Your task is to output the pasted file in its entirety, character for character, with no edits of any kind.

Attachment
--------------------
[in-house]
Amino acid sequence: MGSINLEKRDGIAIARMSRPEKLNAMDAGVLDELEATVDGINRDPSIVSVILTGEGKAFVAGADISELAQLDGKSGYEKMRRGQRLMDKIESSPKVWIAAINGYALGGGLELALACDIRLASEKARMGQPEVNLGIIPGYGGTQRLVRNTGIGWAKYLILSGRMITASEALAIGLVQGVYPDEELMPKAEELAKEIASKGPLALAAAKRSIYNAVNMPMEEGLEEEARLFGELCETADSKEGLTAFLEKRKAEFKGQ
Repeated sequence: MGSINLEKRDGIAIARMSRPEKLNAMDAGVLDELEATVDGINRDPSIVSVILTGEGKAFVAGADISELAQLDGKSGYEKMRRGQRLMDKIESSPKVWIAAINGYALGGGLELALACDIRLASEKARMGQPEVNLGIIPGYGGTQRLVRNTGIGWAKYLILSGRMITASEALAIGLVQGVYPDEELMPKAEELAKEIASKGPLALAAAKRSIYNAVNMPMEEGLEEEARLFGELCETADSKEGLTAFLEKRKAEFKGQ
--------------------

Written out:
[in-house]
Amino acid sequence: MGSINLEKRDGIAIARMSRPEKLNAMDAGVLDELEATVDGINRDPSIVSVILTGEGKAFVAGADISELAQLDGKSGYEKMRRGQRLMDKIESSPKVWIAAINGYALGGGLELALACDIRLASEKARMGQPEVNLGIIPGYGGTQRLVRNTGIGWAKYLILSGRMITASEALAIGLVQGVYPDEELMPKAEELAKEIASKGPLALAAAKRSIYNAVNMPMEEGLEEEARLFGELCETADSKEGLTAFLEKRKAEFKGQ
Repeated sequence: MGSINLEKRDGIAIARMSRPEKLNAMDAGVLDELEATVDGINRDPSIVSVILTGEGKAFVAGADISELAQLDGKSGYEKMRRGQRLMDKIESSPKVWIAAINGYALGGGLELALACDIRLASEKARMGQPEVNLGIIPGYGGTQRLVRNTGIGWAKYLILSGRMITASEALAIGLVQGVYPDEELMPKAEELAKEIASKGPLALAAAKRSIYNAVNMPMEEGLEEEARLFGELCETADSKEGLTAFLEKRKAEFKGQ